It was a story game, wasn’t it?
In the humid dark of a eucalyptus-scented room, a woman named Hui lies on a mattress telling stories about herself to her listener, a little girl. She talks about her identity as the child of an immigrant, her feelings about being in a mixed-race marriage, her opinions on mental health. But as the stories progress, it becomes clear that a volatile secret is lurking beneath their surface. There are events in Hui’s past that have great significance for the person she’s become, but that have gone missing from her memory. What is it, exactly, that is haunting Hui? And just as importantly—what is the room that Hui is lying in? Who is the little girl she keeps talking to? And who, actually, is Hui herself?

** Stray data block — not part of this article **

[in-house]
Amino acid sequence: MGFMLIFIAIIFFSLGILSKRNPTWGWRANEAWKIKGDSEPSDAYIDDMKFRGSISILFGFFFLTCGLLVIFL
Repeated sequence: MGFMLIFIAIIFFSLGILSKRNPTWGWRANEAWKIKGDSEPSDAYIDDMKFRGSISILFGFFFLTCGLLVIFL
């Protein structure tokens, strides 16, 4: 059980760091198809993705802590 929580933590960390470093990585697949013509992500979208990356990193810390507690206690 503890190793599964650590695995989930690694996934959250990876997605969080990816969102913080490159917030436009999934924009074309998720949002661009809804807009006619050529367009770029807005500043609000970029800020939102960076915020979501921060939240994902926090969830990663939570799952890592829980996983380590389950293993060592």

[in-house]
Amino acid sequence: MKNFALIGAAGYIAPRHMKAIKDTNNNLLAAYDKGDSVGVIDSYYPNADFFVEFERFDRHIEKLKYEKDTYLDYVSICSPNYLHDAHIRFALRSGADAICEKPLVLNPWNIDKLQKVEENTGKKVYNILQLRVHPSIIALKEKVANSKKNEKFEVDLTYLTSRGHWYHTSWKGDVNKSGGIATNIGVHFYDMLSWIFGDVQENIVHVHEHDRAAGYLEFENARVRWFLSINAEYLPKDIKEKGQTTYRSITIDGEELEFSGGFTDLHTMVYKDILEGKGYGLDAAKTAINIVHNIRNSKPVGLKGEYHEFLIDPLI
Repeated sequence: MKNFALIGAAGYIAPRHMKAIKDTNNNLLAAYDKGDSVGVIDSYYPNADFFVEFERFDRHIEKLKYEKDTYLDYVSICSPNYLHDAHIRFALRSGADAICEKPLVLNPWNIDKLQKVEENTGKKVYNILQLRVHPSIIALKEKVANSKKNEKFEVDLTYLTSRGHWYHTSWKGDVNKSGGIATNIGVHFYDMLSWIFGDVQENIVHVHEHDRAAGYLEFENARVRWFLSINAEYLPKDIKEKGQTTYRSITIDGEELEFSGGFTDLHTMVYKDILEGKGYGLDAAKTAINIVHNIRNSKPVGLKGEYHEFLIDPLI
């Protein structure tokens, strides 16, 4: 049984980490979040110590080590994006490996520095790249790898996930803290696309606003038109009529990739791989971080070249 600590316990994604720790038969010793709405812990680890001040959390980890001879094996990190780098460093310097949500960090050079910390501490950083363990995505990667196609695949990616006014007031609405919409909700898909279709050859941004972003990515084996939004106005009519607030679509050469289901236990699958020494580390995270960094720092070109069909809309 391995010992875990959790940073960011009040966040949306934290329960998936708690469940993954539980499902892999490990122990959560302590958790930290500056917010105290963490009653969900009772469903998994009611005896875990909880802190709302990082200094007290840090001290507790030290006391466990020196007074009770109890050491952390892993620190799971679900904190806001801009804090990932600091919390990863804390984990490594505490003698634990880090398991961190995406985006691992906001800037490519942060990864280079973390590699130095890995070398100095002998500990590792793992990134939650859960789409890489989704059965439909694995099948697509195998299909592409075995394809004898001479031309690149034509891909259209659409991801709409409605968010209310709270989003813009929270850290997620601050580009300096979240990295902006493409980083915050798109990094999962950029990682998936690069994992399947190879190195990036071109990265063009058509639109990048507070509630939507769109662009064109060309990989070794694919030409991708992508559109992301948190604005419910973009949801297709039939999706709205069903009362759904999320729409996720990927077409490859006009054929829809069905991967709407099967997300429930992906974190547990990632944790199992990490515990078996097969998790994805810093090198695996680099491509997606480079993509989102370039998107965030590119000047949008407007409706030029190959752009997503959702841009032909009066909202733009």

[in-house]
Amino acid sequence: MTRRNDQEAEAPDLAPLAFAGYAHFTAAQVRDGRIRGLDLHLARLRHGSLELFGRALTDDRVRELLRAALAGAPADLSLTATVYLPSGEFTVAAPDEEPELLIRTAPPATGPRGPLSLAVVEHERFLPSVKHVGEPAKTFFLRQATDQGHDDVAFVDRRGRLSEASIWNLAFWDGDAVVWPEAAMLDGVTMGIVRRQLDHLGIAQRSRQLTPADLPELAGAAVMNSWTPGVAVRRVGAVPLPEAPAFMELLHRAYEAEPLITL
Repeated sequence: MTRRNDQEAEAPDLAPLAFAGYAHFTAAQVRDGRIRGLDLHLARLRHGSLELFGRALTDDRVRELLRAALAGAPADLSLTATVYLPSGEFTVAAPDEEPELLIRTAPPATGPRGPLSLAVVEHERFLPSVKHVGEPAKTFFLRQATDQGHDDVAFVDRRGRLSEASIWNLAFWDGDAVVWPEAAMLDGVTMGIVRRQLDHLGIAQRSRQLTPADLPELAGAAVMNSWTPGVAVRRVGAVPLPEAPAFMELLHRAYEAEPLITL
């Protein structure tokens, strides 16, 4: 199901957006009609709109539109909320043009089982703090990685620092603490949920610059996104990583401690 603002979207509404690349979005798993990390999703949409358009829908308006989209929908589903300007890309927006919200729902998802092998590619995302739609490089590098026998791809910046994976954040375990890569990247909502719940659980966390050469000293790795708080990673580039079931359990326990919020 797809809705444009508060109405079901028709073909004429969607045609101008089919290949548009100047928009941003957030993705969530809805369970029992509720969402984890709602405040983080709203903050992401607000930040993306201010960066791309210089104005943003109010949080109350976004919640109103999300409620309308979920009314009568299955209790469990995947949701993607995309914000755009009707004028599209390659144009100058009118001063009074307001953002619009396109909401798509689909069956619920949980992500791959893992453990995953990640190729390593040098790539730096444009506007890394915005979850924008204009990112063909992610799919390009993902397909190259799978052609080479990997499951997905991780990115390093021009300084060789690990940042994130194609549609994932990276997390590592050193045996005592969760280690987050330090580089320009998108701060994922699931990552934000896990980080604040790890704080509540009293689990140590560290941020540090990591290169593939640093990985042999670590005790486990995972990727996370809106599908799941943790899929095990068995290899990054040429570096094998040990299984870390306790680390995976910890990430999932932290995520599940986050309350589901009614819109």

As the conversation continues, what unfolds is a breathtaking and unexpected journey through layers of story toward truth and recovered identity; a memoir that reenacts, in tautly novelistic fashion, the process of healing that author Shze-Hui Tjoa moved through in order to recover memories lost to complex-PTSD and to, eventually, reconstruct her sense of self. Stunning in its originality and intimacy, Tjoa’s debut memoir The Story Game is a piercing tribute to selfhood and sisterhood, a genre-shattering testament to the power of imagination, and a one-of-a-kind work of art.